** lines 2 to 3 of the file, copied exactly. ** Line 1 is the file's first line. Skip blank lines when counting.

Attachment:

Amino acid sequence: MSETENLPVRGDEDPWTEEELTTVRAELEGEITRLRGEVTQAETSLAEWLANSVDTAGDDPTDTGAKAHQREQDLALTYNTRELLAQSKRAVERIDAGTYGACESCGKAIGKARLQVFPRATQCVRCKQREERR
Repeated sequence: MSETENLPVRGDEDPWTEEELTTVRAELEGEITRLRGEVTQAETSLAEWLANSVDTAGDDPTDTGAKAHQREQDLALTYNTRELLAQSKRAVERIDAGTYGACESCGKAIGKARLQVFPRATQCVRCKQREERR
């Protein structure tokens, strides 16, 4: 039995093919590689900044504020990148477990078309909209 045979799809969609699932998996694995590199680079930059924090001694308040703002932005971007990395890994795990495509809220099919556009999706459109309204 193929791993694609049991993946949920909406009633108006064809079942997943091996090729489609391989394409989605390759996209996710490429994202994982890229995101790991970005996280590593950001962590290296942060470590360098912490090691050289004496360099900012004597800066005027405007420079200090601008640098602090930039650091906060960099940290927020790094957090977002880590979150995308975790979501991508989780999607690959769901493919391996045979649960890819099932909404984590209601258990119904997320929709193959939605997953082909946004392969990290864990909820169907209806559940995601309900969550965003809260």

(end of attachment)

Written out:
Repeated sequence: MSETENLPVRGDEDPWTEEELTTVRAELEGEITRLRGEVTQAETSLAEWLANSVDTAGDDPTDTGAKAHQREQDLALTYNTRELLAQSKRAVERIDAGTYGACESCGKAIGKARLQVFPRATQCVRCKQREERR
């Protein structure tokens, strides 16, 4: 039995093919590689900044504020990148477990078309909209 045979799809969609699932998996694995590199680079930059924090001694308040703002932005971007990395890994795990495509809220099919556009999706459109309204 193929791993694609049991993946949920909406009633108006064809079942997943091996090729489609391989394409989605390759996209996710490429994202994982890229995101790991970005996280590593950001962590290296942060470590360098912490090691050289004496360099900012004597800066005027405007420079200090601008640098602090930039650091906060960099940290927020790094957090977002880590979150995308975790979501991508989780999607690959769901493919391996045979649960890819099932909404984590209601258990119904997320929709193959939605997953082909946004392969990290864990909820169907209806559940995601309900969550965003809260």